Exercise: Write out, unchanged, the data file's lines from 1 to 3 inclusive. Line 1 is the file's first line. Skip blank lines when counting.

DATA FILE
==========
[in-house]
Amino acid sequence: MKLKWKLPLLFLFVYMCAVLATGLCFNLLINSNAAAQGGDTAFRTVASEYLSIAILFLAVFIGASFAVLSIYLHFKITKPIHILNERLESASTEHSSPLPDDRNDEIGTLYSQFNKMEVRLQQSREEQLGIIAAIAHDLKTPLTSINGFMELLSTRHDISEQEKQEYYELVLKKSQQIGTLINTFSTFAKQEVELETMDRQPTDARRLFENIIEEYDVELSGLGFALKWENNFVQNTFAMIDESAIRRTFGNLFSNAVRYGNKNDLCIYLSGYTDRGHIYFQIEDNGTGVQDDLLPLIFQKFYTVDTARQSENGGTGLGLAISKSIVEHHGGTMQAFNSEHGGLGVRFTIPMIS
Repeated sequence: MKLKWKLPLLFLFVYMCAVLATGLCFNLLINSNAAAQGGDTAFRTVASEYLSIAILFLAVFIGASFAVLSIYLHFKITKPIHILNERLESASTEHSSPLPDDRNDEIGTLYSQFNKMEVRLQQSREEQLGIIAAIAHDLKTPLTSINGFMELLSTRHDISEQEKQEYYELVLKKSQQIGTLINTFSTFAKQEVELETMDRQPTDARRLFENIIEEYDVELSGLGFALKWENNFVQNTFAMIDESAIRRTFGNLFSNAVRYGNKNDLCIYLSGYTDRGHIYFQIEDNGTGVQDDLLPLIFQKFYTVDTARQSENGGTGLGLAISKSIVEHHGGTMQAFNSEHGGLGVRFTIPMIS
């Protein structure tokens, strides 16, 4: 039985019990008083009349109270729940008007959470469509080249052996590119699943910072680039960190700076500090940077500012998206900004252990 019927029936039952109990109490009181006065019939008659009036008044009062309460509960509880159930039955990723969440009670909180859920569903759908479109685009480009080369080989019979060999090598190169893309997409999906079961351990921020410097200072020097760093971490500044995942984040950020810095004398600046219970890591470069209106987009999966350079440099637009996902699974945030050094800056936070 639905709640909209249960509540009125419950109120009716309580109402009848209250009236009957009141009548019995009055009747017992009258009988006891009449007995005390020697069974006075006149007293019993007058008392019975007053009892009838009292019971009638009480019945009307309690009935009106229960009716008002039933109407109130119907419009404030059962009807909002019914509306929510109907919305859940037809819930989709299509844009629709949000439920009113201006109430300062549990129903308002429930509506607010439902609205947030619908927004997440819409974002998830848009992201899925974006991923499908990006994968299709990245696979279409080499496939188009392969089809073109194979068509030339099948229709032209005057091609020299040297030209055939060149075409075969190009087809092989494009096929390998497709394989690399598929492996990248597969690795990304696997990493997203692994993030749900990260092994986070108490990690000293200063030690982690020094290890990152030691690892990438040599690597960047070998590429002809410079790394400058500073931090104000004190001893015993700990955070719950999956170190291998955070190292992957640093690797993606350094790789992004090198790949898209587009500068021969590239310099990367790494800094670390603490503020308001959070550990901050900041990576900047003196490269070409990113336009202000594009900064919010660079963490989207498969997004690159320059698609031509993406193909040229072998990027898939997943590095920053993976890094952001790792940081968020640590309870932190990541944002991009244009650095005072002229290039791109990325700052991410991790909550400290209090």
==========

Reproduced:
[in-house]
Amino acid sequence: MKLKWKLPLLFLFVYMCAVLATGLCFNLLINSNAAAQGGDTAFRTVASEYLSIAILFLAVFIGASFAVLSIYLHFKITKPIHILNERLESASTEHSSPLPDDRNDEIGTLYSQFNKMEVRLQQSREEQLGIIAAIAHDLKTPLTSINGFMELLSTRHDISEQEKQEYYELVLKKSQQIGTLINTFSTFAKQEVELETMDRQPTDARRLFENIIEEYDVELSGLGFALKWENNFVQNTFAMIDESAIRRTFGNLFSNAVRYGNKNDLCIYLSGYTDRGHIYFQIEDNGTGVQDDLLPLIFQKFYTVDTARQSENGGTGLGLAISKSIVEHHGGTMQAFNSEHGGLGVRFTIPMIS
Repeated sequence: MKLKWKLPLLFLFVYMCAVLATGLCFNLLINSNAAAQGGDTAFRTVASEYLSIAILFLAVFIGASFAVLSIYLHFKITKPIHILNERLESASTEHSSPLPDDRNDEIGTLYSQFNKMEVRLQQSREEQLGIIAAIAHDLKTPLTSINGFMELLSTRHDISEQEKQEYYELVLKKSQQIGTLINTFSTFAKQEVELETMDRQPTDARRLFENIIEEYDVELSGLGFALKWENNFVQNTFAMIDESAIRRTFGNLFSNAVRYGNKNDLCIYLSGYTDRGHIYFQIEDNGTGVQDDLLPLIFQKFYTVDTARQSENGGTGLGLAISKSIVEHHGGTMQAFNSEHGGLGVRFTIPMIS